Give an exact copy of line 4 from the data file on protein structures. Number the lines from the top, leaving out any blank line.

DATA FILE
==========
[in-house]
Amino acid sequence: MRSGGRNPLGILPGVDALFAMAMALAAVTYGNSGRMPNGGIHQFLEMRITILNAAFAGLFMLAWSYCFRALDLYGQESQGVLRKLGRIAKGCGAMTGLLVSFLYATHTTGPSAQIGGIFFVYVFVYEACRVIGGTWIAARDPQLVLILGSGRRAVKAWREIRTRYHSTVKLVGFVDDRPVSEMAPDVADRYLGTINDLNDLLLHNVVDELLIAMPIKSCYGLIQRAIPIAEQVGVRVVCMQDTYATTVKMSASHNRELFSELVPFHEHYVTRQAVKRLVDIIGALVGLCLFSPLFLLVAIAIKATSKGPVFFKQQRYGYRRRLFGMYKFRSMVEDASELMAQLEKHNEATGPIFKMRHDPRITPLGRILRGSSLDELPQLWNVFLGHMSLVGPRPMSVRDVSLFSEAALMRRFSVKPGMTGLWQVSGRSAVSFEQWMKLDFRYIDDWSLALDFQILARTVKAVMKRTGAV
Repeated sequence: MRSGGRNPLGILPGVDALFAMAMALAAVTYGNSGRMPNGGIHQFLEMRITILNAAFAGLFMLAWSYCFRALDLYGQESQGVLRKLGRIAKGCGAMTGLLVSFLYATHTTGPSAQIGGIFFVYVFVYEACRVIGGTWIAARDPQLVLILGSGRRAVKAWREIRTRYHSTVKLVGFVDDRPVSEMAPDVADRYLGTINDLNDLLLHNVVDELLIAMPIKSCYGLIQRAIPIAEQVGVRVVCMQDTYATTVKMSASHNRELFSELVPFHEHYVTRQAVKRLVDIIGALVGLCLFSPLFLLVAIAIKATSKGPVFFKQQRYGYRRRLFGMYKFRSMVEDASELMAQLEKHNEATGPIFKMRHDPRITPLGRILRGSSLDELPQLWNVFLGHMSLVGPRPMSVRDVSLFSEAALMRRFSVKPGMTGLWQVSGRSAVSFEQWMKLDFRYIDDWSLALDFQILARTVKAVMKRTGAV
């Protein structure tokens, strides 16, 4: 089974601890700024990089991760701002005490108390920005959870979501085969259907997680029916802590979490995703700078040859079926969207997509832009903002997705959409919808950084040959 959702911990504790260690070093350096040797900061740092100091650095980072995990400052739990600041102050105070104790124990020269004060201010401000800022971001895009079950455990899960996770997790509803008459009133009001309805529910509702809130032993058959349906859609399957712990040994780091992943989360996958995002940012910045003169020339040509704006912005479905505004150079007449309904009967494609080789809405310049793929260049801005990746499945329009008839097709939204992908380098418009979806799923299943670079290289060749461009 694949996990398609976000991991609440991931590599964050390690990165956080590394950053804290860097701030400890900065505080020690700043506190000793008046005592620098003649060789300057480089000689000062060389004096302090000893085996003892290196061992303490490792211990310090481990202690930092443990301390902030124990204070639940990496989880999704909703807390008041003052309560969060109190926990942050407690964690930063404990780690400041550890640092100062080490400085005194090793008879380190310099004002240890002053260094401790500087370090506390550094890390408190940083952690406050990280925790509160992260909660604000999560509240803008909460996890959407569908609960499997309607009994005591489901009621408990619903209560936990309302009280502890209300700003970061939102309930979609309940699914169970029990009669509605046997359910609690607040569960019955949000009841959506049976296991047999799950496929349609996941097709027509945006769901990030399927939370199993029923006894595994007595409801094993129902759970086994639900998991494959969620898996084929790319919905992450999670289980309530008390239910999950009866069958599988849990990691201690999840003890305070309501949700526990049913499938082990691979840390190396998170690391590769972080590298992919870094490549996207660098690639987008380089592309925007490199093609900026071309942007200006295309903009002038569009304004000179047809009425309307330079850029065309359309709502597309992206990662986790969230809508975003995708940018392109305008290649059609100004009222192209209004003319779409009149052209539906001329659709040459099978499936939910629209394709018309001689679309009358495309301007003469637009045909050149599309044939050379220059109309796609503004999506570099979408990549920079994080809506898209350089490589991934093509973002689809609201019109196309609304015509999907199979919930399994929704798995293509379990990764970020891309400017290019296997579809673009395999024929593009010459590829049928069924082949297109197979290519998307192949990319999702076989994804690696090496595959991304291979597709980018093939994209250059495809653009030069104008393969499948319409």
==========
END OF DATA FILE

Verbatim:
């Protein structure tokens, strides 16, 4: 089974601890700024990089991760701002005490108390920005959870979501085969259907997680029916802590979490995703700078040859079926969207997509832009903002997705959409919808950084040959 959702911990504790260690070093350096040797900061740092100091650095980072995990400052739990600041102050105070104790124990020269004060201010401000800022971001895009079950455990899960996770997790509803008459009133009001309805529910509702809130032993058959349906859609399957712990040994780091992943989360996958995002940012910045003169020339040509704006912005479905505004150079007449309904009967494609080789809405310049793929260049801005990746499945329009008839097709939204992908380098418009979806799923299943670079290289060749461009 694949996990398609976000991991609440991931590599964050390690990165956080590394950053804290860097701030400890900065505080020690700043506190000793008046005592620098003649060789300057480089000689000062060389004096302090000893085996003892290196061992303490490792211990310090481990202690930092443990301390902030124990204070639940990496989880999704909703807390008041003052309560969060109190926990942050407690964690930063404990780690400041550890640092100062080490400085005194090793008879380190310099004002240890002053260094401790500087370090506390550094890390408190940083952690406050990280925790509160992260909660604000999560509240803008909460996890959407569908609960499997309607009994005591489901009621408990619903209560936990309302009280502890209300700003970061939102309930979609309940699914169970029990009669509605046997359910609690607040569960019955949000009841959506049976296991047999799950496929349609996941097709027509945006769901990030399927939370199993029923006894595994007595409801094993129902759970086994639900998991494959969620898996084929790319919905992450999670289980309530008390239910999950009866069958599988849990990691201690999840003890305070309501949700526990049913499938082990691979840390190396998170690391590769972080590298992919870094490549996207660098690639987008380089592309925007490199093609900026071309942007200006295309903009002038569009304004000179047809009425309307330079850029065309359309709502597309992206990662986790969230809508975003995708940018392109305008290649059609100004009222192209209004003319779409009149052209539906001329659709040459099978499936939910629209394709018309001689679309009358495309301007003469637009045909050149599309044939050379220059109309796609503004999506570099979408990549920079994080809506898209350089490589991934093509973002689809609201019109196309609304015509999907199979919930399994929704798995293509379990990764970020891309400017290019296997579809673009395999024929593009010459590829049928069924082949297109197979290519998307192949990319999702076989994804690696090496595959991304291979597709980018093939994209250059495809653009030069104008393969499948319409």